President Set to Sign Tax BillDecember 20, 2017
In the early morning hours of Dec. 20, the Senate narrowly approved the most sweeping tax reform bill in decades, following the House’s initial approval on Dec. 19. The Tax Cuts and Jobs Act (H.R. 1) delivers deep and permanent tax cuts for corporations and lower rates for most American households until 2025. Due to a parliamentary hiccup, the House had to vote again on the measure the morning of Dec. 20 following a handful of minor changes to the version approved by the Senate. President Donald Trump is expected to sign the bill into law before the Christmas vacation.
The House bill originally passed 227:203 with 12 House Republicans voting against the tax bill, including 11 from the high-tax states of California, New Jersey and New York. They include: The full list of Republicans who voted against the bill: Dan Donovan (NY), John J. Faso (NY), Rodney Frelinghuysen (NJ), Darrell Issa (Calif.), Walter Jones (NC), Pete King (NY), Leonard Lance (NJ), Frank LoBiondo (NJ), Dana Rohrabacher (Calif.), Chris Smith (NJ), Elise Stefanik (NY) and Lee Zeldin (NY). In its latest vote, the measure passed the House 224-201.
The Senate bill passed 51:48 with all Republicans present voting yes–absent was Sen. John McCain (R-Ariz.) who is dealing with medical issues–and all Democrats voting no.
On Dec. 15, a House and Senate conference committee reached agreement on a final version of tax reform legislation, the conference report, that would lower business and individual tax rates, modernize U.S. international tax rules, and provide the most significant overhaul of the U.S. tax code in more than 30 years.
The House and Senate conference committee agreement features a number of notable changes to the House and Senate tax reform bills, including a decision to lower permanently the U.S. federal corporate income tax rate from 35 percent to 21 percent, instead of the 20-percent corporate rate that had been approved previously by each chamber.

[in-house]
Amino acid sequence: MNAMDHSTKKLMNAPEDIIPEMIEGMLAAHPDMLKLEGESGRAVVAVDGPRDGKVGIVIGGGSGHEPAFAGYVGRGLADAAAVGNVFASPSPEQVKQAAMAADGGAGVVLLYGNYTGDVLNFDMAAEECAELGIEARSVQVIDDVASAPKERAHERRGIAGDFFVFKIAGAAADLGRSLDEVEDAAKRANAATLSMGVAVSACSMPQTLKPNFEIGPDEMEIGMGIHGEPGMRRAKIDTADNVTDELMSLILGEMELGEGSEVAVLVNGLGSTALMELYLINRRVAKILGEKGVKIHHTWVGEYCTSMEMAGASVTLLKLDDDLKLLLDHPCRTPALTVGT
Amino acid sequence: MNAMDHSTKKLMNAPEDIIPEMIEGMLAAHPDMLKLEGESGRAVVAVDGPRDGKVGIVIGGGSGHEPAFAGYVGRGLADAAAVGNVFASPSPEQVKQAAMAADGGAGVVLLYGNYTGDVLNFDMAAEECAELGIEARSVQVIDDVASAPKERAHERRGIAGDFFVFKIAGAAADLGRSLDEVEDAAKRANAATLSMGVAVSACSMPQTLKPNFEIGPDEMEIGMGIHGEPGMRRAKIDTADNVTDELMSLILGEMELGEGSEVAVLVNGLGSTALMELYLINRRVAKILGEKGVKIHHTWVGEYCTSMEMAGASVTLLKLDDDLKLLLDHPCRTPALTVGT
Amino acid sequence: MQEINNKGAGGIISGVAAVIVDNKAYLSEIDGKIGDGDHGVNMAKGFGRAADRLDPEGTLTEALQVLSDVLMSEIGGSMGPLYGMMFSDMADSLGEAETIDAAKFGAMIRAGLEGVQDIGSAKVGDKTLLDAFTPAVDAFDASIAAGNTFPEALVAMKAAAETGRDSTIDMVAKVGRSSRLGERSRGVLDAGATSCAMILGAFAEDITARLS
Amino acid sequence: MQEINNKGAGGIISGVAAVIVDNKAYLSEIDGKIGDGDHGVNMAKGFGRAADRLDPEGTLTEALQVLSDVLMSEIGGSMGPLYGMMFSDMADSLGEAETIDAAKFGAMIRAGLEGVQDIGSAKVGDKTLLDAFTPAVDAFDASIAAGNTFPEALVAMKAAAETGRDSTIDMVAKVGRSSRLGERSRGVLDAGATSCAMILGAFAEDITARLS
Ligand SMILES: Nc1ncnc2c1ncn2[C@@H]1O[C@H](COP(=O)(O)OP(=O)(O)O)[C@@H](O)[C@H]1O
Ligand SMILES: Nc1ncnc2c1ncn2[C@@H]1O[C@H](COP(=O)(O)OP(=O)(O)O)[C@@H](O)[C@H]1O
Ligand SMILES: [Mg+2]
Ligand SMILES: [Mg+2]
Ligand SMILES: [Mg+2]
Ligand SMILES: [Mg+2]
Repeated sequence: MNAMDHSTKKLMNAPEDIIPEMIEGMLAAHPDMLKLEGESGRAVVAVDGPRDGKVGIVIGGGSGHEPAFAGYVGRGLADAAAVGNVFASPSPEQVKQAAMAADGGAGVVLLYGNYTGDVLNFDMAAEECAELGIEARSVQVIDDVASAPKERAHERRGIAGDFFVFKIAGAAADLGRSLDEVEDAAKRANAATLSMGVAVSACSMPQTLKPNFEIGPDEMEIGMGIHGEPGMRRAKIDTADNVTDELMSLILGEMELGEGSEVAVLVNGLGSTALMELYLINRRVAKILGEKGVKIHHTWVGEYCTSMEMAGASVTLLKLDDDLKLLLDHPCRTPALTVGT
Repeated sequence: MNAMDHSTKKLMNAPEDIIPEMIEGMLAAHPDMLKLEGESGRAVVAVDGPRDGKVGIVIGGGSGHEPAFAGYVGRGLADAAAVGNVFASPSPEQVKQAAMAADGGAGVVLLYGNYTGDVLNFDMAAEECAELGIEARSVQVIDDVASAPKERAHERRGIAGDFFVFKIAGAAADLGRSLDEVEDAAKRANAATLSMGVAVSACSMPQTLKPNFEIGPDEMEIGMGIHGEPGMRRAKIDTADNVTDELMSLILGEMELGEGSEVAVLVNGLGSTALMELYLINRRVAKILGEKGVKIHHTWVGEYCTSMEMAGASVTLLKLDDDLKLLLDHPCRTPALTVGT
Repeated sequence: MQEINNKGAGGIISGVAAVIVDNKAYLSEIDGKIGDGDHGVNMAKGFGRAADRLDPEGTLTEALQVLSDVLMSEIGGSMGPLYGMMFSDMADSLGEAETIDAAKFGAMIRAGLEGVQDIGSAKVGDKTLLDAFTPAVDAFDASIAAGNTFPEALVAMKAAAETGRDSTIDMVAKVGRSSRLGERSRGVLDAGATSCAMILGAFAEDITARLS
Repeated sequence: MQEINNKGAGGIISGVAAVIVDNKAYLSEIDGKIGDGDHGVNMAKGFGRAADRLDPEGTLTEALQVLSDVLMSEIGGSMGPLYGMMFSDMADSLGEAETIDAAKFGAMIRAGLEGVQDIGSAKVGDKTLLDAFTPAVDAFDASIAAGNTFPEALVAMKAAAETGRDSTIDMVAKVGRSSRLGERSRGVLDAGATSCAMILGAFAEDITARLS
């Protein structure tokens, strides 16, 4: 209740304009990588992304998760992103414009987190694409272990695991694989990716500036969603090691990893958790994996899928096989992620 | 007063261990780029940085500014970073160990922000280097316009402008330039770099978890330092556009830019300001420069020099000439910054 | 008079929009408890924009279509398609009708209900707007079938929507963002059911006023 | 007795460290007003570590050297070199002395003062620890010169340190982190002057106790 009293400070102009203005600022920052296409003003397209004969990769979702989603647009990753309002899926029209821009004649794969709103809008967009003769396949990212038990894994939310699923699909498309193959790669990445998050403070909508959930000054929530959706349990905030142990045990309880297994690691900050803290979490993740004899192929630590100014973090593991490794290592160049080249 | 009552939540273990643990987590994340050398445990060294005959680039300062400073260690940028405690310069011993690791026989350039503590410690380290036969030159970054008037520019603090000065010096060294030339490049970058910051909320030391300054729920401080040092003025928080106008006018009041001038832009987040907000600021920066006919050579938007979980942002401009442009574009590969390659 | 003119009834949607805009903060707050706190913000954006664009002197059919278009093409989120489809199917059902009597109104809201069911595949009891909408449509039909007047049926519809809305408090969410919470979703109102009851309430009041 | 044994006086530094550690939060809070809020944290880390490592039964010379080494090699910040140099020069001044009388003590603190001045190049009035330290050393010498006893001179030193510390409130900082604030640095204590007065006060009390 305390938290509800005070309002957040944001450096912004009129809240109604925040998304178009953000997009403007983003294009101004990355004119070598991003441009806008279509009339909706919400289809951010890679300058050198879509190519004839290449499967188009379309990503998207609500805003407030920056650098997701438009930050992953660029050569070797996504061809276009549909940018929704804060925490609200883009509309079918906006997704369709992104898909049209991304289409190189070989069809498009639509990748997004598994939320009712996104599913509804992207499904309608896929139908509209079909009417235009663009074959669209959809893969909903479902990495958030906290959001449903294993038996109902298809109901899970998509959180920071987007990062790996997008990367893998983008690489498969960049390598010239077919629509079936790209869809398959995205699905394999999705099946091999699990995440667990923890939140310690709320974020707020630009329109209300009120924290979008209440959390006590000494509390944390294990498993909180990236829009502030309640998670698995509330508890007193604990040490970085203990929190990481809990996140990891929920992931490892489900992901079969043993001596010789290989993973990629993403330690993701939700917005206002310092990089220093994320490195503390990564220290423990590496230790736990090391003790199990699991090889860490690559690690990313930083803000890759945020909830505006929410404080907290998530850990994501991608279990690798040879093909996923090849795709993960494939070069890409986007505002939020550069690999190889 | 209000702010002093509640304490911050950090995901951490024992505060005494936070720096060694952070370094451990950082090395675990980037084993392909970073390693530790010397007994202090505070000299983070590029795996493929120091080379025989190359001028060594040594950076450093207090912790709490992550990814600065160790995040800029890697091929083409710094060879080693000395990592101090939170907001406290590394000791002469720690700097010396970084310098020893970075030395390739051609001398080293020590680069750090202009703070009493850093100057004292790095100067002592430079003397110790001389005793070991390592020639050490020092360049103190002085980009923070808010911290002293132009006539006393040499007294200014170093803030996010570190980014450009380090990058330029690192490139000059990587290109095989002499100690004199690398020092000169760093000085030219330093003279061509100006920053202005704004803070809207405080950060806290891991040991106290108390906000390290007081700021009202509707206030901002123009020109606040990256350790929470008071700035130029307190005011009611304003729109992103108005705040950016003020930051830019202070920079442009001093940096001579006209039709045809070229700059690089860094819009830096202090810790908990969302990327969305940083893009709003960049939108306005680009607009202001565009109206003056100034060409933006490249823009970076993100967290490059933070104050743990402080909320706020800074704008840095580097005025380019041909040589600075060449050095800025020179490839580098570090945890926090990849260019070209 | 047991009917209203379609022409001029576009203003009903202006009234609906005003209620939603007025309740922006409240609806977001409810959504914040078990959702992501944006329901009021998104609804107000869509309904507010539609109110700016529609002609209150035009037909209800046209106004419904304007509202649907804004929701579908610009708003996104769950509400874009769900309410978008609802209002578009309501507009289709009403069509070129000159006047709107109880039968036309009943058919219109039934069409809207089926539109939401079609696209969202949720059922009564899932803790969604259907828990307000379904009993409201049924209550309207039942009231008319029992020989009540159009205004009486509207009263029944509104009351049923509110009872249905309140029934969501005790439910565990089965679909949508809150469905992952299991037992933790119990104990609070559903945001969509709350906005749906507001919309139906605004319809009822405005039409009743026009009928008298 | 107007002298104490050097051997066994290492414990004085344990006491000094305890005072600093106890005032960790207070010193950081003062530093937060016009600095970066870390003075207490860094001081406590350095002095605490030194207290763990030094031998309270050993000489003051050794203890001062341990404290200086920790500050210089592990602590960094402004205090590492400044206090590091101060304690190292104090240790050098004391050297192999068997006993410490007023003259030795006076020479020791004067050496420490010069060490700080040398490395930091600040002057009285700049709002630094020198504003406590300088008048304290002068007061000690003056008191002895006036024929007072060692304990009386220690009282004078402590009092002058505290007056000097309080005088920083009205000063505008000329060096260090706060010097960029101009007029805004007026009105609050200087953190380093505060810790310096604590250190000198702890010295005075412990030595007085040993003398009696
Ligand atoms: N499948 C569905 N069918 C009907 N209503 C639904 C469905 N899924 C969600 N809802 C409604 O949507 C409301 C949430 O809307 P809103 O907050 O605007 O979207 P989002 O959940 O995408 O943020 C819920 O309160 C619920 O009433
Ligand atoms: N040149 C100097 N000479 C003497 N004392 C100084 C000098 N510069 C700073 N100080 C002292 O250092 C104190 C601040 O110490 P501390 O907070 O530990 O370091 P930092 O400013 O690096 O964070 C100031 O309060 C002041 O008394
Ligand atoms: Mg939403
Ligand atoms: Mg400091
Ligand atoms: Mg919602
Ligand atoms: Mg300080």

The conference report will reduce the current 39.6-percent top individual income tax rate to 37 percent, lower than the top individual rates that had been approved separately by the House and Senate. Both the new corporate tax rate and revised individual tax rates will be effective for tax years beginning after Dec. 31, 2017. The new bill will repeal the corporate alternative minimum tax (AMT), while retaining a modified individual AMT with higher exemption amounts and phase-out thresholds.
The final package provides a revised 20 percent deduction for certain pass-through business income, and new rates for a repatriation ‘toll tax’ (15.5 percent for cash and cash equivalents and eight percent for illiquid assets) that are higher than the earlier House or Senate versions. The conference report makes numerous additional revisions to House and Senate tax reform proposals affecting businesses, international tax rules, and individuals. It also modifies or drops various revenue-raising provisions that had been proposed in the House or Senate bills to offset part of the cost of the proposed tax reforms.
One less-discussed aspect of the bill is the provision to eliminate the individual mandate portion of the Affordable Care Act in 2019.
To read NSBA’s letter of support for the Conference Report, please click here.